Confining your dog to a crate can have its benefits, but crate training is not ideal for all dogs. In the past, it was thought that dogs preferred crates because of their “den-like” atmosphere; however, observations of free-ranging dogs showed their preferences varied from open fields to smaller, enclosed areas that were sometimes well-lit. Only pregnant females sought out dens as a space to safely give birth and protect their young afterward.

Confinement spaces should never be used for punishment. A puppy’s confinement space is their safe place. If used for punishment, confinement anxiety may occur.

There are certain situations where crate training may be beneficial, such as travel, veterinary settings, recovering from surgery, and dog sporting events. When introduced in a slow, purposeful, and positive manner, confinement spaces can provide a convenient and safe in-home retreat for your dog when they are overwhelmed, fearful, anxious, or tired.

When choosing a crate, size and setup matter. Crates should be big enough for your puppy to move comfortably, stand up, turn around, and lie in a lateral position. Room for water and crate-safe food puzzle toys is recommended. Metal crates can be a great option since they have dividers to increase or decrease size. Your puppy may prefer a crate that is covered with a blanket or crate cover.

Image courtesy of Barbara Deg, RVT, CDBC, CPDT-KA, CSAT

Alternatively, an exercise pen (X-pen) or gated-off room gives puppies more space and can be a confinement area. A crate can also be placed inside an X-pen to give your puppy the option to enter the crate on their own terms. This setup prevents your puppy from being placed in a crate before they are ready. The enclosed space should include an elimination area, feeding station, and toys to provide for your puppy’s basic needs.

Few puppies are initially comfortable being crated, especially overnight. Dogs are social sleepers, and it can be very stressful for a puppy as they transition into their new home. Separation from littermates can cause undue stress for puppies and they can develop negative associations with their crate if they are expected to sleep in it immediately. If a crate is used, either place the crate near your bed, gate the adjoining bathroom, or let your puppy sleep in your bed if they can get on and off the bed safely. Having your puppy sleep in the bed may or may not be a long-term solution, but it can help decrease stress for both of you while transitioning. Whatever the sleeping arrangement, you should be prepared to get up throughout the night to allow your puppy to eliminate.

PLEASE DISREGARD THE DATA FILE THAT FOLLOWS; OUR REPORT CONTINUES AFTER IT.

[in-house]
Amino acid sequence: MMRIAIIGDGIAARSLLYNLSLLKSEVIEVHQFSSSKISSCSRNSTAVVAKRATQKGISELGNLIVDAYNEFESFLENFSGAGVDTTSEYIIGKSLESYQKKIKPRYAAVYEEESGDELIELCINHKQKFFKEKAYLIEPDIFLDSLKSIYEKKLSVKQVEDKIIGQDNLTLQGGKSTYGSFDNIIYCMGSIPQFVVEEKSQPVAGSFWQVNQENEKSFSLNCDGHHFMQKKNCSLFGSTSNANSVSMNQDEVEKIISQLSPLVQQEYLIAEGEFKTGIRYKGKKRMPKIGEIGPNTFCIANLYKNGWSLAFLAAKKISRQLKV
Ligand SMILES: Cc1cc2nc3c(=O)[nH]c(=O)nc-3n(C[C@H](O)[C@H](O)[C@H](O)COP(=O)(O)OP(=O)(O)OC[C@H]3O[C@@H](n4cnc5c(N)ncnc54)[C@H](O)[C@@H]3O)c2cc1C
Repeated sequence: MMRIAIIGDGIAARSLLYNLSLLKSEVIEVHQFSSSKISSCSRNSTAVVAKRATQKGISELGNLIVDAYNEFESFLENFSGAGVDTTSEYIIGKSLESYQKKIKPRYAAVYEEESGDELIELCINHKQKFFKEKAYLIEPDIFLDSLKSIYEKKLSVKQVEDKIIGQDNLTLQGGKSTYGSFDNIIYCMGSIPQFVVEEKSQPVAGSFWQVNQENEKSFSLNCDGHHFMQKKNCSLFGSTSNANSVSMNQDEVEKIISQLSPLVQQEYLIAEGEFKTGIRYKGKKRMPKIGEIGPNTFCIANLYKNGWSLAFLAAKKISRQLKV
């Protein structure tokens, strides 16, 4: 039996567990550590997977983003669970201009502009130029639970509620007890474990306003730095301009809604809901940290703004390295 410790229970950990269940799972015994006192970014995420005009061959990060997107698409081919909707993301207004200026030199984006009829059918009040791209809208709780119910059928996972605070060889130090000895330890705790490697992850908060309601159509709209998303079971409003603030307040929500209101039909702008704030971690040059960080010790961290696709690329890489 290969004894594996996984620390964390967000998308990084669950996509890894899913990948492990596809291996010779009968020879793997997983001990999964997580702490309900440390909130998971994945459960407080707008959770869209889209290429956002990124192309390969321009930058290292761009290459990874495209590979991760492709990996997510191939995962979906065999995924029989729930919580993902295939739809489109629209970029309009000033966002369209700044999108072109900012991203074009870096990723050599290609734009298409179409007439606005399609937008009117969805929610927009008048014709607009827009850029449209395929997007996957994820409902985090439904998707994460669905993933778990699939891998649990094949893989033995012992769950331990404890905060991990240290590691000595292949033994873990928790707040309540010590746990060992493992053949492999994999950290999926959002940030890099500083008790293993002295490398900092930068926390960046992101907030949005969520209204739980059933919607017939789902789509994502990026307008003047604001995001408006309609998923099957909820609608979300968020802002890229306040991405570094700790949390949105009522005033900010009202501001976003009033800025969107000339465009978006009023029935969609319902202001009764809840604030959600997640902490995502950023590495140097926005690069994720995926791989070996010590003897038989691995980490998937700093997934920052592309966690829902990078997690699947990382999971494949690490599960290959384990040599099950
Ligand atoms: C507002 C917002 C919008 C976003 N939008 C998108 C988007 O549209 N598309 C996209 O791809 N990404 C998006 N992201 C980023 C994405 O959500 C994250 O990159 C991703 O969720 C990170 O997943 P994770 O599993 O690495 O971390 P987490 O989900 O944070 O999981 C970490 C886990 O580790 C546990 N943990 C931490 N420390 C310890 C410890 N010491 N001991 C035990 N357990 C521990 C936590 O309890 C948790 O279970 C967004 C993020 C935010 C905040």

Confinement training takes time and patience. Offer food puzzle toys throughout the day in the area to help your puppy make positive associations and reinforce independence. The “Crate Fairy” exercise is another approach that teaches your puppy to associate their confinement space with good things. Place high-value treats in the confinement space throughout the day when your dog is not watching. When they choose to enter their crate, they will be surprised with delicious treats.

Confinement Training Steps:

Training sessions should be two to five minutes long, once or twice daily.

Phase 1: Getting comfortable.

  • Place treats close to and inside the space.
  • Once comfortable going in and out, wait for your puppy to enter, mark using a clicker or verbal marker such as “yes,” and toss a treat inside.
  • Once your puppy eats the treat, mark again and toss another treat out of the space.
  • Wait until your puppy re-enters, then mark and treat in the space.
  • Toss another treat outside the space so your puppy leaves, and repeat Phase 1 for three to five sessions.
Image courtesy of Barbara Deg, RVT, CDBC, CPDT-KA, CSAT

Phase 2: Closing the gate.

  • A gate or crate door is preferred for this step of the process.
  • When step 1 is repeatedly met with success, begin to close the gate/door.
  • Mark and feed a few treats through the gate, let your puppy out, and repeat.

Phase 3: Add the cue.

  • Over time, add the chosen cue, such as “crate,” as your puppy walks into the space.
  • Close the gate/door, mark, and treat your puppy for being in the space with the gate closed.
  • Slowly increase the amount of time in this space before marking and treating.

Phase 4: Increasing duration and distance

  • Food puzzle toys or a remote treat dispenser can help increase duration and distance while building calm and relaxed behaviors in the space.